The Telegraph
Since 1st March, 1999
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Mosque shift crashlands
- Runway block puts paid to upgrade

Buddhadeb Bhattacharjee's government has hit an air-pocket before take-off ' after years of half-hearted attempts, it has admitted it can do nothing to shift the mosque next to the tarmac.

'We have tried to relocate the mosque, but were not able to do anything,' admitted state chief secretary Ashok Gupta to the Airports Authority of India (AAI) on Monday.

The airport authorities said they, too, had requested the managing committee of the Mathpara mosque to shift, but to no avail.

'We offered to shift the mosque at our own cost but they are not agreeing to it,' Rajendra Paul, director, AAI, Calcutta, told Metro.

'After years of deliberations, the state government has finally informed us that it cannot remove the mosque,' added Paul.

The mosque runway block comes at a time when the Netaji Subhas Chandra Bose International Airport is poised for a major overhaul, new international terminal, facilities to allow aircraft to operate in bad weather, and all.

'With the mosque in the way, we cannot increase the length of the secondary runway,' pointed out Paul. 'We have to find a way around this,' added an official.

The length of the primary runway is 3,627 metres, while that of the secondary runway is 2,399 metres.

'Bigger aircraft with a heavy load cannot operate on the second runway if the length is not increased,' the AAI official explained. The landing distance available is limited, making it difficult for big aircraft to land.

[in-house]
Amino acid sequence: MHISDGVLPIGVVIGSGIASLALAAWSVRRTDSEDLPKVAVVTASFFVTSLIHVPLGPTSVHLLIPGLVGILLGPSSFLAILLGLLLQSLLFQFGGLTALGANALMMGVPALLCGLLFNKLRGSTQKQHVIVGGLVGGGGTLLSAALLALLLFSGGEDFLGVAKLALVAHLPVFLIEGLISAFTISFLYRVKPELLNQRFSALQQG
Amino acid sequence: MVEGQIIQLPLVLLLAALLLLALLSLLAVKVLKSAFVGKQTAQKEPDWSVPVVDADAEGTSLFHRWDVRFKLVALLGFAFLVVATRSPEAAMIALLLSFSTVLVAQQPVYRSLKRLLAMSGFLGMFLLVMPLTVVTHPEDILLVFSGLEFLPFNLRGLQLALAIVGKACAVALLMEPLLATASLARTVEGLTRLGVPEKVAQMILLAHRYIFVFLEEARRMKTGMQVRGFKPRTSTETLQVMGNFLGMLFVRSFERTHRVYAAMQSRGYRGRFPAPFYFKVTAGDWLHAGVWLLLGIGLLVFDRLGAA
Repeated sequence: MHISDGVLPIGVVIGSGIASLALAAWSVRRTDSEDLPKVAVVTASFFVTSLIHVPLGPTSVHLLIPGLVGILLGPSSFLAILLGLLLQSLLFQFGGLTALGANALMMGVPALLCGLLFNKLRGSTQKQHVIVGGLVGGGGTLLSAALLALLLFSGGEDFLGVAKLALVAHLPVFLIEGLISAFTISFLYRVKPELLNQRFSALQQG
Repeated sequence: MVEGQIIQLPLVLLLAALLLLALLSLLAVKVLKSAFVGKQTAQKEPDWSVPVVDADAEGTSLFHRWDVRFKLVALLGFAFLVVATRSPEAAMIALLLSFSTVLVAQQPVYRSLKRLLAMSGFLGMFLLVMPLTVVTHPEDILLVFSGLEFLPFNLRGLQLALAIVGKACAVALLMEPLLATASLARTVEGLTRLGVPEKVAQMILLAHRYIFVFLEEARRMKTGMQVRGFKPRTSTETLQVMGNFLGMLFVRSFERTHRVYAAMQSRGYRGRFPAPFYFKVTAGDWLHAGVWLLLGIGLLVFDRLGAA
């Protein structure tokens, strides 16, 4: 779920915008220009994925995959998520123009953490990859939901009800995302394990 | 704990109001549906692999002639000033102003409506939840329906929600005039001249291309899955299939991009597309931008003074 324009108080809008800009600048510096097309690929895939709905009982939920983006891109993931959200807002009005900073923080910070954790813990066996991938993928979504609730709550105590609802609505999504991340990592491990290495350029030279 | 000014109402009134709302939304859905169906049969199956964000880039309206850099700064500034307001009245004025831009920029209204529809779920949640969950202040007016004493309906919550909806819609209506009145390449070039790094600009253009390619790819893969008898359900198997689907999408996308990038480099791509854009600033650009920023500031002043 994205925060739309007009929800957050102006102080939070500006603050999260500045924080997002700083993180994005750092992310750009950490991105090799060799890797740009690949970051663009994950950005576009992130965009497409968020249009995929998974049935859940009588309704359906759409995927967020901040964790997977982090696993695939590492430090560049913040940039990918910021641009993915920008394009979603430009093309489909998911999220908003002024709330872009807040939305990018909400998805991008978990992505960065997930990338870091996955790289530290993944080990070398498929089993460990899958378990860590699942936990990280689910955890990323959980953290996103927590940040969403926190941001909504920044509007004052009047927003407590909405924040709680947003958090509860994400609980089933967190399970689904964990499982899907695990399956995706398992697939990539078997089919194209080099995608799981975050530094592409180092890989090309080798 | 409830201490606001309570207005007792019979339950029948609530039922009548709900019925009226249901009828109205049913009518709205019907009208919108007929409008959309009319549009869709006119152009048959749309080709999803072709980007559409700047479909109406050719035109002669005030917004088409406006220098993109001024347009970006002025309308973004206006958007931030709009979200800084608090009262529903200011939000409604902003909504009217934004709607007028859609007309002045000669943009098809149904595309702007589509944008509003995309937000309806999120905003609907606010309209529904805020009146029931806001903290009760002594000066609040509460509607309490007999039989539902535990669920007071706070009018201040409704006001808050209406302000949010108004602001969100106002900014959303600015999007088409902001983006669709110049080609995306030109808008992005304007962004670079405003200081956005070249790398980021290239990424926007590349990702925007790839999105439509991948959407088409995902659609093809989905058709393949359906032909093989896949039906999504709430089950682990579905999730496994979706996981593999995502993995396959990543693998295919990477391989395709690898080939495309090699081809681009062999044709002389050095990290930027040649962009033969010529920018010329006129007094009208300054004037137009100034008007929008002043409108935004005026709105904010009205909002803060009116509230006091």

Also, the secondary runway does not have Instrumental Landing System (ILS), which enables an aircraft to land even in fog, at night, or when visibility is low. The primary runway has Category I ILS and is being upgraded with Category II light facilities.

'But since the secondary runway has no such facilities, aircraft cannot be operated on it when the visibility is less than 3,000 metres,' an official explained.

According to AAI director Paul, there is no use of installing ILS on the secondary runway, since it does not have the required length.

For this, the resurfacing work and installation of Category II lights on the primary runway is being affected.

Relocation of the mosque may be a non-starter, but taxiing smoothly is the proposed new international terminal building.

A team of experts from Airport D' France, the company entrusted with architectural design, visited the airport last December.

'They will submit their design proposal soon to the government of India,' said Paul.

The three-storeyed proposed building will be built in phases over 100,000 sq m.

In the first phase, 40,000 sq m will be built, at a project cost of Rs 100 crore, with a construction period of four years.

'For construction work, too, global tenders will be floated and the best available technology will be used in the revamp,' an official said.

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